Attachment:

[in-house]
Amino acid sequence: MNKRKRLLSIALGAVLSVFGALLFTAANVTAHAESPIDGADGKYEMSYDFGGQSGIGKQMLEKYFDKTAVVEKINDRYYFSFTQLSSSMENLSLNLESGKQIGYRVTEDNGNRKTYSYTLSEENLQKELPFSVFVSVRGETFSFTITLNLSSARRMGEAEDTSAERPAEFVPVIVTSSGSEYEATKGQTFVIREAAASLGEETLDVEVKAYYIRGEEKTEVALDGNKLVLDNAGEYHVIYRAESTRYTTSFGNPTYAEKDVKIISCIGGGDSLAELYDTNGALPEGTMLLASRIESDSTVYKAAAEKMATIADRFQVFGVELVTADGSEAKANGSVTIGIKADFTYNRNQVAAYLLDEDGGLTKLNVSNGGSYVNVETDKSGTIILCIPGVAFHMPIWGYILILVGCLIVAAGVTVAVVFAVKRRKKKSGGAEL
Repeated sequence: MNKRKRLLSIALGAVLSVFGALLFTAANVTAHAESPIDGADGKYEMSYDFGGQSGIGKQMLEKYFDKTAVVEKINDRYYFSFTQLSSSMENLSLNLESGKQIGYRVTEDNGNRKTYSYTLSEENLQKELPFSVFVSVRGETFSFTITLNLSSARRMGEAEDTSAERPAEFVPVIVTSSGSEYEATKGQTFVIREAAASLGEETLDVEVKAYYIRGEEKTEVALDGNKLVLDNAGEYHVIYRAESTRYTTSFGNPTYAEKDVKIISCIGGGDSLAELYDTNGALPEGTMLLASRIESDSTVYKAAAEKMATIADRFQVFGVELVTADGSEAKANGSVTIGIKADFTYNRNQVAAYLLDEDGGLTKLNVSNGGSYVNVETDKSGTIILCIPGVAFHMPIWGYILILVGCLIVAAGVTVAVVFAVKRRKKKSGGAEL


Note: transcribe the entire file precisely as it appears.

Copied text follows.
[in-house]
Amino acid sequence: MNKRKRLLSIALGAVLSVFGALLFTAANVTAHAESPIDGADGKYEMSYDFGGQSGIGKQMLEKYFDKTAVVEKINDRYYFSFTQLSSSMENLSLNLESGKQIGYRVTEDNGNRKTYSYTLSEENLQKELPFSVFVSVRGETFSFTITLNLSSARRMGEAEDTSAERPAEFVPVIVTSSGSEYEATKGQTFVIREAAASLGEETLDVEVKAYYIRGEEKTEVALDGNKLVLDNAGEYHVIYRAESTRYTTSFGNPTYAEKDVKIISCIGGGDSLAELYDTNGALPEGTMLLASRIESDSTVYKAAAEKMATIADRFQVFGVELVTADGSEAKANGSVTIGIKADFTYNRNQVAAYLLDEDGGLTKLNVSNGGSYVNVETDKSGTIILCIPGVAFHMPIWGYILILVGCLIVAAGVTVAVVFAVKRRKKKSGGAEL
Repeated sequence: MNKRKRLLSIALGAVLSVFGALLFTAANVTAHAESPIDGADGKYEMSYDFGGQSGIGKQMLEKYFDKTAVVEKINDRYYFSFTQLSSSMENLSLNLESGKQIGYRVTEDNGNRKTYSYTLSEENLQKELPFSVFVSVRGETFSFTITLNLSSARRMGEAEDTSAERPAEFVPVIVTSSGSEYEATKGQTFVIREAAASLGEETLDVEVKAYYIRGEEKTEVALDGNKLVLDNAGEYHVIYRAESTRYTTSFGNPTYAEKDVKIISCIGGGDSLAELYDTNGALPEGTMLLASRIESDSTVYKAAAEKMATIADRFQVFGVELVTADGSEAKANGSVTIGIKADFTYNRNQVAAYLLDEDGGLTKLNVSNGGSYVNVETDKSGTIILCIPGVAFHMPIWGYILILVGCLIVAAGVTVAVVFAVKRRKKKSGGAEL